I have gotten to know President @jairbolsonaro well in our dealings with Brazil. He is working very
hard on the Amazon fires and in all respects doing a great job for the people of Brazil – Not easy.
He and his country have the full and complete support of the USA!
10:30 AM · Aug 27, 2019

 

Brazil’s National Space Research Institute, which monitors deforestation, has recorded that the number of fires has risen by 85% to more than 77,000 in the last year, a record since the agency began keeping track in 2013.

U.S.-based NASA, however, had offered data through mid-August showing that overall fire activity in the entire Amazon basin was slightly below average this year. The agency said that while activity had increased in Amazonas and Rondonia, it had decreased in the states of Mato Grosso and Pará.

In rebuffing the G-7 funding, Brazil’s Foreign Minister Ernesto Araujo said there are already mechanisms under the UN climate convention to fight deforestation.

“Efforts of some political currents to extrapolate real environmental issues into a fabricated ‘crisis’ as a pretext for introducing mechanisms for external control of the Amazon are very evident,” he added in a tweet.

The Bolsonaro administration, in power since January, has favored development by loggers and farmers over conservation, his detractors emphasize.

As the largest of this type of ecosystem in the world, the Amazon is a vital carbon store that slows down the pace of global warming, climate scientists say. Naturally occurring wild fires do happen during the dry season, but some reports, by BBC and other international news outlets, site locals saying there’s been a pickup in deliberately-set fires to clear land for ranching.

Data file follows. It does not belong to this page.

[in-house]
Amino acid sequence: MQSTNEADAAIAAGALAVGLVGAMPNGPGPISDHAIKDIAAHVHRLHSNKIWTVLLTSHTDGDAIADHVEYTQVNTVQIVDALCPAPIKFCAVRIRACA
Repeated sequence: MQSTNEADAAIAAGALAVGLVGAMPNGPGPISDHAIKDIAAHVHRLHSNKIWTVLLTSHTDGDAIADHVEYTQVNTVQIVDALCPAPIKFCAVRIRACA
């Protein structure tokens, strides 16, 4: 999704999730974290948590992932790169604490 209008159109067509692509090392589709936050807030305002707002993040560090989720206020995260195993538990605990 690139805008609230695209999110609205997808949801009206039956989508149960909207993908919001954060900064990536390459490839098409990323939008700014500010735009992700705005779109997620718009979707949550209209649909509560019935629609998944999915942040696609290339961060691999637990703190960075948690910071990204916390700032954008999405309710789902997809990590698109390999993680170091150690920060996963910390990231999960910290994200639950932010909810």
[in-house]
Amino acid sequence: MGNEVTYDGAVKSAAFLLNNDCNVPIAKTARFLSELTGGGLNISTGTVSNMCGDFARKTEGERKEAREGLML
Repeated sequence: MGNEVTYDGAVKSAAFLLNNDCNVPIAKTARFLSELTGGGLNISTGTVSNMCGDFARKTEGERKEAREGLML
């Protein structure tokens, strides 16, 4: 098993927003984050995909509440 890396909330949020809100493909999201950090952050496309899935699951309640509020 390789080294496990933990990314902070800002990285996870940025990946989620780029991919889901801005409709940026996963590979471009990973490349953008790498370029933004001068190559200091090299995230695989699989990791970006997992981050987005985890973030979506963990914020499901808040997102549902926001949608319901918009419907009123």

Brazil’s Bolsonaro & ‘Trump Effect’

 

 


 

 

Prospects for Talks between Iran and the US Fade as the G7 Meeting Ends

Via AFP / Tehran / August 27 – President Hassan Rouhani on Tuesday told the United States to “take the first step” by lifting all sanctions against Iran, dampening down the likelihood of meeting US counterpart Donald Trump.

Foreign Minister Mohammad Javad Zarif said the prospects for such a meeting were “unimaginable” even if the United States rejoins a landmark nuclear deal with Iran.

Trump had said less than 24 hours earlier he was ready to meet with Rouhani within weeks, in a potential breakthrough reached during a G7 summit in the French seaside resort of Biarritz.

Iran’s economy has been battered by US sanctions imposed since Trump in May last year unilaterally withdrew from the 2015 nuclear deal between the Islamic republic and world powers.

“You must retreat from all illegal, unjust and wrong sanctions against the nation of Iran,” Rouhani said.

“The key for positive change is in the hands of Washington,” he said, because Iran had already ruled out ever doing what worries the US the most — building an atomic bomb.

“This concern has already been removed” through a fatwa issued in 2003 by supreme leader Ayatollah Ali Khamenei, he added.

“We don’t (intend to) make an atomic bomb… our military doctrine is based on conventional arms,” said Rouhani.

“So take the first step. Without this step, this lock will not be unlocked.”